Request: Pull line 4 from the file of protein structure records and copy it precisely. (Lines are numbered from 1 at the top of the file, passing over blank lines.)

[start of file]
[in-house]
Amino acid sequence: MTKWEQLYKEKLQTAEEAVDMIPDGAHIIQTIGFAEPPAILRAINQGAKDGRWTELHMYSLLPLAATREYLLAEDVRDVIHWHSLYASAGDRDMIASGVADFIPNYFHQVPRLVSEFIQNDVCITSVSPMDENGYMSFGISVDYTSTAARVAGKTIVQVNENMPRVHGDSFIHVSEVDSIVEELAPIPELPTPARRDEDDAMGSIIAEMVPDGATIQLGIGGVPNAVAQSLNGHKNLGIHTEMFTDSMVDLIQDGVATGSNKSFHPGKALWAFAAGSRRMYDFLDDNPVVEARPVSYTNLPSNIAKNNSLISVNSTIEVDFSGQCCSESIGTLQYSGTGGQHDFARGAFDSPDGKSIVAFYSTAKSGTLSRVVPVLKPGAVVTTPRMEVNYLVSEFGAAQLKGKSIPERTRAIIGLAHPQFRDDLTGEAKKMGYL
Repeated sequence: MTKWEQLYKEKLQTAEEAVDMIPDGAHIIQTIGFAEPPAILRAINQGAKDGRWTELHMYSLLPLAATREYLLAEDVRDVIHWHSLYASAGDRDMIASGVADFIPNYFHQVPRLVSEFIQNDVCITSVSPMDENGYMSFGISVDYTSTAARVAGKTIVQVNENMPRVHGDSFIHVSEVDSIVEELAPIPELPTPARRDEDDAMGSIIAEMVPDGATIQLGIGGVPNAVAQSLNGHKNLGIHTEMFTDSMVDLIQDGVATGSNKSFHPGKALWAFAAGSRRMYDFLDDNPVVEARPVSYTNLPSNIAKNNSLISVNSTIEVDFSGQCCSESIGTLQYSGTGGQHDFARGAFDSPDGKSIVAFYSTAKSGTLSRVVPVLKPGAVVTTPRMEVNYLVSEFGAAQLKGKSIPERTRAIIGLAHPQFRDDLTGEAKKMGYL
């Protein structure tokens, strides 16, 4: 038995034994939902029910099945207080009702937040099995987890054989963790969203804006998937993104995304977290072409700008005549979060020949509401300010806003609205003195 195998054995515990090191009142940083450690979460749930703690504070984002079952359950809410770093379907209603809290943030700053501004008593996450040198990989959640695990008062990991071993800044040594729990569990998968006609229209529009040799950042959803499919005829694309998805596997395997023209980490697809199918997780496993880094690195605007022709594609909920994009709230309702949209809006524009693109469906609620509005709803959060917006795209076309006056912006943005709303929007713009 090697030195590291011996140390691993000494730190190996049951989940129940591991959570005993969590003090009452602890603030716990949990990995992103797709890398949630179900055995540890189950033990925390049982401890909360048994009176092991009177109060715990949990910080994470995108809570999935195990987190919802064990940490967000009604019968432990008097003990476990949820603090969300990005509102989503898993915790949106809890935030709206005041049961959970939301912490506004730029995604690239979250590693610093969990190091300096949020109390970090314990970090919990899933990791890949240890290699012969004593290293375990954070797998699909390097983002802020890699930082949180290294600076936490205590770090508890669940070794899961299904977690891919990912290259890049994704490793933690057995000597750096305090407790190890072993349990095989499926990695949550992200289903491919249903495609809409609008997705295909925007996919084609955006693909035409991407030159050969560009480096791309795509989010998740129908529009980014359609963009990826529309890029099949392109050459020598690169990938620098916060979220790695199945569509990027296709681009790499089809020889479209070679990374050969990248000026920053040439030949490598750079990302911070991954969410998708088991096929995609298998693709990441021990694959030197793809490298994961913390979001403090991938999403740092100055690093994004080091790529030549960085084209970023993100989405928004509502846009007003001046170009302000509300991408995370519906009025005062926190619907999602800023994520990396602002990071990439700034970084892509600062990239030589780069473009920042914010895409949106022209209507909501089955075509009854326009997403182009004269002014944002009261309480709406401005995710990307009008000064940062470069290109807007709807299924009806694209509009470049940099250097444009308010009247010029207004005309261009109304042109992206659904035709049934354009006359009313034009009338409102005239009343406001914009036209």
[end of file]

């Protein structure tokens, strides 16, 4: 038995034994939902029910099945207080009702937040099995987890054989963790969203804006998937993104995304977290072409700008005549979060020949509401300010806003609205003195 195998054995515990090191009142940083450690979460749930703690504070984002079952359950809410770093379907209603809290943030700053501004008593996450040198990989959640695990008062990991071993800044040594729990569990998968006609229209529009040799950042959803499919005829694309998805596997395997023209980490697809199918997780496993880094690195605007022709594609909920994009709230309702949209809006524009693109469906609620509005709803959060917006795209076309006056912006943005709303929007713009 090697030195590291011996140390691993000494730190190996049951989940129940591991959570005993969590003090009452602890603030716990949990990995992103797709890398949630179900055995540890189950033990925390049982401890909360048994009176092991009177109060715990949990910080994470995108809570999935195990987190919802064990940490967000009604019968432990008097003990476990949820603090969300990005509102989503898993915790949106809890935030709206005041049961959970939301912490506004730029995604690239979250590693610093969990190091300096949020109390970090314990970090919990899933990791890949240890290699012969004593290293375990954070797998699909390097983002802020890699930082949180290294600076936490205590770090508890669940070794899961299904977690891919990912290259890049994704490793933690057995000597750096305090407790190890072993349990095989499926990695949550992200289903491919249903495609809409609008997705295909925007996919084609955006693909035409991407030159050969560009480096791309795509989010998740129908529009980014359609963009990826529309890029099949392109050459020598690169990938620098916060979220790695199945569509990027296709681009790499089809020889479209070679990374050969990248000026920053040439030949490598750079990302911070991954969410998708088991096929995609298998693709990441021990694959030197793809490298994961913390979001403090991938999403740092100055690093994004080091790529030549960085084209970023993100989405928004509502846009007003001046170009302000509300991408995370519906009025005062926190619907999602800023994520990396602002990071990439700034970084892509600062990239030589780069473009920042914010895409949106022209209507909501089955075509009854326009997403182009004269002014944002009261309480709406401005995710990307009008000064940062470069290109807007709807299924009806694209509009470049940099250097444009308010009247010029207004005309261009109304042109992206659904035709049934354009006359009313034009009338409102005239009343406001914009036209």